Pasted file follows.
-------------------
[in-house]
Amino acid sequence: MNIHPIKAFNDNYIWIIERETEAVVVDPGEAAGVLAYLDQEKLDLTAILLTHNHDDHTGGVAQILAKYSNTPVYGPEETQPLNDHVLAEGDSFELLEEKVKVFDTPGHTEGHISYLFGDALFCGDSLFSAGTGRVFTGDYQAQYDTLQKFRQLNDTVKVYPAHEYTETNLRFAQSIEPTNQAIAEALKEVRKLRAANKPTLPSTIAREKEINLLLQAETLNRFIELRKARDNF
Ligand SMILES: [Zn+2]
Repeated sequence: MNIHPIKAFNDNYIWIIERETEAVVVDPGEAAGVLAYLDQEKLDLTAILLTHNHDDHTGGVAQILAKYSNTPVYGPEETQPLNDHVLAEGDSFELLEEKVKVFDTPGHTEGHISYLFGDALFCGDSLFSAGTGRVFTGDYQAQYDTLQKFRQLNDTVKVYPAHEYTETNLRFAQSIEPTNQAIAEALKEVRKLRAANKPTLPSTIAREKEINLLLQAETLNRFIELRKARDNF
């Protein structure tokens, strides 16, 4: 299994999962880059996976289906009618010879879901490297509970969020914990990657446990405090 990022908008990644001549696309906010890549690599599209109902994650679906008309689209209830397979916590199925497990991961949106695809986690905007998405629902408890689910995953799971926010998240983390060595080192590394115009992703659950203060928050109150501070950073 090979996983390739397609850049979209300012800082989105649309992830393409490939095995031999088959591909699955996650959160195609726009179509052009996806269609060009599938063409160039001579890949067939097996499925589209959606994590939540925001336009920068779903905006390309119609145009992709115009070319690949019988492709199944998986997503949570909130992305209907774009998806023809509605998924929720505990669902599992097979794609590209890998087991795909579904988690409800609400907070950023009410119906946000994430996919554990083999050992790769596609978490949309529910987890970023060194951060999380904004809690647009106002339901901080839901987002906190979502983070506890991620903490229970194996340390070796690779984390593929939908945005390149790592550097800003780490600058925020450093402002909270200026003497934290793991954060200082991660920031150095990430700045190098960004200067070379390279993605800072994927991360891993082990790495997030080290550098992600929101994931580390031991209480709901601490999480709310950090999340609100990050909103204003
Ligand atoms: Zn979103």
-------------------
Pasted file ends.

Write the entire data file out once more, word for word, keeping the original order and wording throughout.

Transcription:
[in-house]
Amino acid sequence: MNIHPIKAFNDNYIWIIERETEAVVVDPGEAAGVLAYLDQEKLDLTAILLTHNHDDHTGGVAQILAKYSNTPVYGPEETQPLNDHVLAEGDSFELLEEKVKVFDTPGHTEGHISYLFGDALFCGDSLFSAGTGRVFTGDYQAQYDTLQKFRQLNDTVKVYPAHEYTETNLRFAQSIEPTNQAIAEALKEVRKLRAANKPTLPSTIAREKEINLLLQAETLNRFIELRKARDNF
Ligand SMILES: [Zn+2]
Repeated sequence: MNIHPIKAFNDNYIWIIERETEAVVVDPGEAAGVLAYLDQEKLDLTAILLTHNHDDHTGGVAQILAKYSNTPVYGPEETQPLNDHVLAEGDSFELLEEKVKVFDTPGHTEGHISYLFGDALFCGDSLFSAGTGRVFTGDYQAQYDTLQKFRQLNDTVKVYPAHEYTETNLRFAQSIEPTNQAIAEALKEVRKLRAANKPTLPSTIAREKEINLLLQAETLNRFIELRKARDNF
């Protein structure tokens, strides 16, 4: 299994999962880059996976289906009618010879879901490297509970969020914990990657446990405090 990022908008990644001549696309906010890549690599599209109902994650679906008309689209209830397979916590199925497990991961949106695809986690905007998405629902408890689910995953799971926010998240983390060595080192590394115009992703659950203060928050109150501070950073 090979996983390739397609850049979209300012800082989105649309992830393409490939095995031999088959591909699955996650959160195609726009179509052009996806269609060009599938063409160039001579890949067939097996499925589209959606994590939540925001336009920068779903905006390309119609145009992709115009070319690949019988492709199944998986997503949570909130992305209907774009998806023809509605998924929720505990669902599992097979794609590209890998087991795909579904988690409800609400907070950023009410119906946000994430996919554990083999050992790769596609978490949309529910987890970023060194951060999380904004809690647009106002339901901080839901987002906190979502983070506890991620903490229970194996340390070796690779984390593929939908945005390149790592550097800003780490600058925020450093402002909270200026003497934290793991954060200082991660920031150095990430700045190098960004200067070379390279993605800072994927991360891993082990790495997030080290550098992600929101994931580390031991209480709901601490999480709310950090999340609100990050909103204003
Ligand atoms: Zn979103």